As I've said, when we split, we stayed in touch. We are family. We love each other. We nurture our relationships. That hasn't changed when professionally we decided to split.

It was obviously more of a break, short break, than a long break, so I'm really glad for that.

Q. When you were going through the injury and the struggle, was there ever a moment that you truly thought maybe this might not happen for you, you might not reach this mountaintop again?
NOVAK DJOKOVIC: Yeah, yeah, absolutely. There were several moments where I was frustrated and questioning whether I can get back on desired level or not. But that makes this whole journey even more special for me.

As I said, it's easy to talk now and look back at it and be kind of grateful, but I really am grateful to go through this kind of, so to say, mixed emotions, turbulences as well mentally, moments of doubt and disappointment and frustration, anger.

But I'm human as all of you, I hope, here in this room. And we all have to face that. We all have to go through that. It's a learning curve, it really is. Helped me, not just as a tennis player, but just as a human being to get to know myself on deeper levels.

It's usually in a struggle that you get to know yourself, you get to have an opportunity to rise like a phoenix and evolve and get better.

Q. How has fatherhood changed this whole experience for you?
NOVAK DJOKOVIC: Actually, I didn't talk about it, but it was one of, if not the biggest, motivation I've had for this Wimbledon this year. I was visualizing, imagining this moment of him coming to the stands, cherishing this moment with my wife and me and everyone. It's hard to describe.

I mean, I never had him in the box watching the tennis match. I was hoping that Wimbledon can be that tournament because he's big enough now I think to stay quiet maybe for 30 minutes or so. Maybe...

There are special rules here so we have to respect them. He's under five years old, and you're not allowed if under five to be present.

Roger I think had his girls and his boys as well I think last year and the years that he won at the trophy ceremony, so I was hoping I can have Stefan, too.

He was not there till the very moment when I was walking to get an interview. He walked in. So that was just a moment that I will carry inside of my heart forever.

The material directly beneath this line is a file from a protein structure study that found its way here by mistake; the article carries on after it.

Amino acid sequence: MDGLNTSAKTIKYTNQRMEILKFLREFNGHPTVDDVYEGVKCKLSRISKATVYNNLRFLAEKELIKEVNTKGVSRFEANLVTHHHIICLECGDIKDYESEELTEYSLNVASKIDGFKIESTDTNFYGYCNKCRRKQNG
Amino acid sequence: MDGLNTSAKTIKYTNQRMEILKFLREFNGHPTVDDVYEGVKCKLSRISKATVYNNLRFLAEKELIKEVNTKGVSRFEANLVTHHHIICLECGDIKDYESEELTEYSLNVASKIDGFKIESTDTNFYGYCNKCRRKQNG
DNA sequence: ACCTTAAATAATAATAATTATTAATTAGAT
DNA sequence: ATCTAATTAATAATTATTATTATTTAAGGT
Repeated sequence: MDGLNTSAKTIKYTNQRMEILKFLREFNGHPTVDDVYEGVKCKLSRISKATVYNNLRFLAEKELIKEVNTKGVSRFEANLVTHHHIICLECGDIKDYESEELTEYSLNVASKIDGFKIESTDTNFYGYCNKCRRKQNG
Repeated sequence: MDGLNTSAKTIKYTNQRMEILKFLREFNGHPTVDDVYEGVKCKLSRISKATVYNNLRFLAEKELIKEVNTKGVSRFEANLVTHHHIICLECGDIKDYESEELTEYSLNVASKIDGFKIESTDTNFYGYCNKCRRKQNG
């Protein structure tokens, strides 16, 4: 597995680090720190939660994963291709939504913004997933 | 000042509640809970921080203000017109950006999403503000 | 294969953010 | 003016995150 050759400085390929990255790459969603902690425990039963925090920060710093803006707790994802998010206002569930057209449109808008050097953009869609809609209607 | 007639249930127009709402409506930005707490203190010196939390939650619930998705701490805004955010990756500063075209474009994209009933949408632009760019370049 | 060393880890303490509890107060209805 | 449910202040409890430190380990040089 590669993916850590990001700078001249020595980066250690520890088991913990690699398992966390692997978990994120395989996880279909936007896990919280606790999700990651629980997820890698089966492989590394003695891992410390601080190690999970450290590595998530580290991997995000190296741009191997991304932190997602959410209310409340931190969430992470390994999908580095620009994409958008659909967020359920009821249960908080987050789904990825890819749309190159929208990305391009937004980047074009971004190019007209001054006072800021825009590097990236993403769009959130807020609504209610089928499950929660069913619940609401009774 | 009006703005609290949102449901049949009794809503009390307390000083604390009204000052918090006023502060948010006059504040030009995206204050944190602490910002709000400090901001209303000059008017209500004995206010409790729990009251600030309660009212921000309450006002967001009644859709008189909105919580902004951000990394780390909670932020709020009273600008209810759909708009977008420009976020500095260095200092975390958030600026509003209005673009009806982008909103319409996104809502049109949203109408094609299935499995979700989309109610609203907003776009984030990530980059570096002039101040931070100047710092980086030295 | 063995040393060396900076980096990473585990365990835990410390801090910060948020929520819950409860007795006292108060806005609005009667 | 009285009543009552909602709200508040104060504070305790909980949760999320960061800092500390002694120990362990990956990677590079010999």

Mostly unbiased analyst
3,902 Posts
Novak’s Wimbledon Letter

Dear Family & Friends,

I am writing this message between nappy change and a dinosaurs book.

I wish to share, with all of you, how it felt to go through the journey of winning Wimbledon 2018.


I have imagined and prayed that one day I would win a Grand Slam trophy in front of my child. Luckily for me, Tara is growing up and I can’t wait for her to see me do the same as I did in front of Stefan.


More: Novak's Wimbledon Letter

Tara is 3 years younger than Stefan... Clearly, Novak plans on winning Slam(s) in 2021! :grin2:

18,862 Posts
Novak's interview after winning his 3rd US Open and 14th Grand Slam title :yeah:


Sunday, September 9, 2018

Novak Djokovic

Press Conference

N. DJOKOVIC/J. Del Potro

6-3,7-6, 6-3

THE MODERATOR: Questions, please.

Q. Considering all that you've been through this past year, winning the last two Grand Slams of the season, is it fair to say you relish these championships even more now than before?

NOVAK DJOKOVIC: I do. I know you guys ask me a lot of questions which were related to me, so to say, describing percentage-wise where I am now to where I was three years ago or four years ago. I feel like kind of my mindset always was not to compare myself to any other year or season because my life has turned upside down in the last couple years with so many different things, changes that happened: becoming a father twice, being away from the tour six months, getting surgery, all these different things.

If you told me in February this year when I got the surgery that I'll win Wimbledon, US Open, and Cincinnati, would be hard to believe. But at the same time there was always part of me that imagined and believed and hoped that I can get back on the desired level of tennis very soon.

I expected, to be honest, quite frank, after surgery that I'll be back on a high level quite fast. But, you know, it took me actually three, four months really. In that process, I learned a lot about myself, learned to be patient, which was never really a stronger side of me.

But at the same time, you know, life showed me that it takes time for good things, it takes time to really build them, for things to fall into place, so you can center yourself, balance yourself and thrive. The last two months have been terrific.